Archive for the ‘Cannonball Read’ Category
Everyone knows someone like the nameless narrator in former SNL writer Patricia Marx’s Him Her Him Again The End of Him. Our nameless heroine starts an absolutely neurotic twenty-one-year-old college grad student, trying to decide on what the subject of her thesis is. While at Cambridge, she stumbles upon a loquacious cad named Eugene. Everyone has those ludicrously-bad college boyfriends, but no one can top Eugene. He’s possibly one of the most obnoxious fops I’ve ever read: an absolute narcissist incapable of using monosyllabic words, whom is quick to remind everyone around him of his beloved almost-nominated-for-a-Nobel-prize grandfather. Of course, eventually Eugene and the narrator break up, and then her neurosis reaches galactic proportions.
“I make quick judgments, often completely wrong, and then stick by them rigidly”. – Alex Garland; The Beach
Most people who have ever done any back-packing or travelling can agree on one thing: tourists fucking suck. Hell, you can just stay in a tourist-laden area for long enough, and you’ll probably be able to agree. They’re loud and obnoxious, and most of them have some sense of entitlement, but unfortunately a lot of people rely on them for money and survival. Hence the impetus of Alex Garland’s first novel, The Beach. We meet a couple of young, attractive, European backpackers in Thailand that are willing to follow a map that has been given to them by a crazy, suicidal man named Daffy Duck, which allegedly leads to a hidden island in the Gulf of Thailand. Yeap, they’ll listen to people who’re named after cartoon characters just to have that unique, pure, unadultered-by-tourists vacation. Of course, these people will tell you that certainly they’re not tourists, but it is hard for some people to see their own reality.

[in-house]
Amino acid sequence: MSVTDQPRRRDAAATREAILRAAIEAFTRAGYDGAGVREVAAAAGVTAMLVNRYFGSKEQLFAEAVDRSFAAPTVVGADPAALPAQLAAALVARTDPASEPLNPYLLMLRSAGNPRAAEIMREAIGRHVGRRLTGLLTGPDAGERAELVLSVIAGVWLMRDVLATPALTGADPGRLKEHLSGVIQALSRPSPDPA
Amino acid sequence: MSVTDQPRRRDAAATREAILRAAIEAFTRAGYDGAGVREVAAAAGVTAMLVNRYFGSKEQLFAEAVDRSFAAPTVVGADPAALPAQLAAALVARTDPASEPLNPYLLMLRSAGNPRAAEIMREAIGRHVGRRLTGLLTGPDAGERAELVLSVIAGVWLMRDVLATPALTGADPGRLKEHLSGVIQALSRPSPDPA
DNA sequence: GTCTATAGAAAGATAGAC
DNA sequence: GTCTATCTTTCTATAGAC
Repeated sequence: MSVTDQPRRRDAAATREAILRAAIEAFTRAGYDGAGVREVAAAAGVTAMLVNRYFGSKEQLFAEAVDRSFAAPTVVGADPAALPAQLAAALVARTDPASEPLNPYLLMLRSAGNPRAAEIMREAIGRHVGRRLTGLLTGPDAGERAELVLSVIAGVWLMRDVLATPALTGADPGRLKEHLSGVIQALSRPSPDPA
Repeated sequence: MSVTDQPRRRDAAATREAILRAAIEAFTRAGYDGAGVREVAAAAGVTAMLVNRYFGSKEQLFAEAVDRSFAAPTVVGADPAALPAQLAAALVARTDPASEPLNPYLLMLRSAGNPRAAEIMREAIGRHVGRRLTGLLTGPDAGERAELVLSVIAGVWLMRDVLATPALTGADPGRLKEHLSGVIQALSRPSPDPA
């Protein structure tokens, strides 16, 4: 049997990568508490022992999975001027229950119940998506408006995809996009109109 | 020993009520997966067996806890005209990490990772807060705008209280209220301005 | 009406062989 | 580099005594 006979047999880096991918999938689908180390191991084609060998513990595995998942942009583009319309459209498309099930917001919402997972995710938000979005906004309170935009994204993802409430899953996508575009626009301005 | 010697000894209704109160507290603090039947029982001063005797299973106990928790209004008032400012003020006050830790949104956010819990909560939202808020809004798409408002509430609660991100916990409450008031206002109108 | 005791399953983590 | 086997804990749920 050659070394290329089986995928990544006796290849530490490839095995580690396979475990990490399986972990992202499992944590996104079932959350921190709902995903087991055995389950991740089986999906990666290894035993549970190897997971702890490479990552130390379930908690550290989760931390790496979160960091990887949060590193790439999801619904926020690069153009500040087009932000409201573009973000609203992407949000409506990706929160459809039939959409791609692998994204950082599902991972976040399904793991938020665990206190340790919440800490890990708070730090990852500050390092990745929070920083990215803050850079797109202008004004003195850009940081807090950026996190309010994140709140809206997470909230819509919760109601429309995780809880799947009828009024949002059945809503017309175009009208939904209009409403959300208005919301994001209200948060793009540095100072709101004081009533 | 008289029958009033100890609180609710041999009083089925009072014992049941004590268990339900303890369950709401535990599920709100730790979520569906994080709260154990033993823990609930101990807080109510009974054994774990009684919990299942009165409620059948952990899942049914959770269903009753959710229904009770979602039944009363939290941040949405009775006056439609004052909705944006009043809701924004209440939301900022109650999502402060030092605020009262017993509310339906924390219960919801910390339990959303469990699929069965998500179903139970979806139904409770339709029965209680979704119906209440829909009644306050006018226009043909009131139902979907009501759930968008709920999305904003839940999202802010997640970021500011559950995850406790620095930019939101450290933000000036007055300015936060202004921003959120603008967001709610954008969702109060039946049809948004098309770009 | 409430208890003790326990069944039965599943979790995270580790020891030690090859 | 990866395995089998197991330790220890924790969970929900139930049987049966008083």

But, unlike everyone else that’s ever reviewed this book, including Nick Hornby, who sums it up as “a Lord of the Flies for Generation X” on the book jacket (That bastard, he’s so good at perfectly saying exactly what I want to say. Damn you Hornby, I’ll get the best of you one day!), I’m going to get through this review without one single reference to William Golding’s classic novel. Now for a brief run-through of the nitty-gritty. Continue Reading »